Spending five days in Nevada’s Black Rock Desert in hot temperatures and dry conditions may seem like an unappealing experience, but that’s exactly what tens of thousands of people do every year to create Black Rock City, home of the “Burning Man” music festival.
Defined as a “temporary metropolis dedicated to community, art, self-expression and self-reliance,” Burning Man may not seem like an event that features high-tech 3D, 360 degree projection mapping, but that’s exactly what the festival planned to showcase for nightly entertainment throughout the five-night event.
Burning Man aimed to feature an entrancing projection mapping of Shogyo Mujo, a 30-foot multi-faceted skull sculpture covered in Tyvek, but ensuring the projection technology would function in such challenging outdoor conditions posed a challenge to Santa Monica’s Bart Kresa Design (BKD), designer and producer of Shogyo Mujo’s visual content.
BKD called upon Tempest, an LA-based projector enclosure specialist, to create the right environment for the projection mapping showcase.
The installation was made possible through the construction of four scaffolding towers with two Christie Roadster high brightness WU14K-M WUXGA 3-chip DLP digital projectors, featuring Mirage advanced 3D technology located atop each tower to play images onto the skull.
For each of the 55-pound projectors, Tempest provided eight Blizzard Stretch climate-controlled enclosures.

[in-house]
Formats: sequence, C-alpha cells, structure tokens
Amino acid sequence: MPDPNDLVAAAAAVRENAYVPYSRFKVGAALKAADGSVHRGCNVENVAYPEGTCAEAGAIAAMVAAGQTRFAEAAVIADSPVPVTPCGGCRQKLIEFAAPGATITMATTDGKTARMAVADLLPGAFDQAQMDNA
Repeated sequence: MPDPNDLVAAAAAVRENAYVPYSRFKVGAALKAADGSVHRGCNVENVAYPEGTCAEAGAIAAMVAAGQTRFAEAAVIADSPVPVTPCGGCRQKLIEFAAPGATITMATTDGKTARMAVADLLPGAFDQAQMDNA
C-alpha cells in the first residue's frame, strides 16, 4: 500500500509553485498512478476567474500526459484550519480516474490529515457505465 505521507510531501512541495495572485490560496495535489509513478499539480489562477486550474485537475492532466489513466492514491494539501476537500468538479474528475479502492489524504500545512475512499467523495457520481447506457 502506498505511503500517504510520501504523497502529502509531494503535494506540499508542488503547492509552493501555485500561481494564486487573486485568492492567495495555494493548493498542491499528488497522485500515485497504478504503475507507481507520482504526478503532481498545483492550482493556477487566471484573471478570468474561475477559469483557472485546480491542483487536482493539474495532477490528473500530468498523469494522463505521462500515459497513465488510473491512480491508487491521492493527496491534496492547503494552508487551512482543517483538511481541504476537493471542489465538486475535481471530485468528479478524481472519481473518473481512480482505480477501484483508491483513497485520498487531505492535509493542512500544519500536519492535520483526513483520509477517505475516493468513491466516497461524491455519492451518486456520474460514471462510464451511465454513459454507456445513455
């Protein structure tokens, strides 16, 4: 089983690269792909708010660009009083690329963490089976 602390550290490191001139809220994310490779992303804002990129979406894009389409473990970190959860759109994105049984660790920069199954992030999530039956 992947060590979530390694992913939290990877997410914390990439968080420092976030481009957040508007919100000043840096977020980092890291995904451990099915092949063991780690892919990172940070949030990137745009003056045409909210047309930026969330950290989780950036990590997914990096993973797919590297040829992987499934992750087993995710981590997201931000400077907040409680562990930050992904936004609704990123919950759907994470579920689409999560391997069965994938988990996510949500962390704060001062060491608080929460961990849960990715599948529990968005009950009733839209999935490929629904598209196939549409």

“We chose Tempest, as we knew their enclosures would be able to withstand the harsh desert conditions,” says Bar Kresa in a Tempest case study. “Working with them was a pleasure, we received great technical support and the whole installation and performance proved completely trouble-free.”
The enclosures leverage Tempest’s Goldilocks system to eliminate overheating and condensation. Heat is removed when the lamp is on or when the enclosure is heated by the sun, keeping the environment around the projector cool.
Every evening when the sun went down, Shogyo Mujo was brought to life by the Christie Roadster projectors, Mirage’s 3D technology and engaging content created by BKD.
The 360-degree projections that animated the skull were designed to symbolize the audience’s hopes, dreams, imagination and spiritual connection to the universe.
According to the case study, “these nightly video interactions between the sculpture and participants became a vehicle for experiencing and channeling their visions into the physical world.”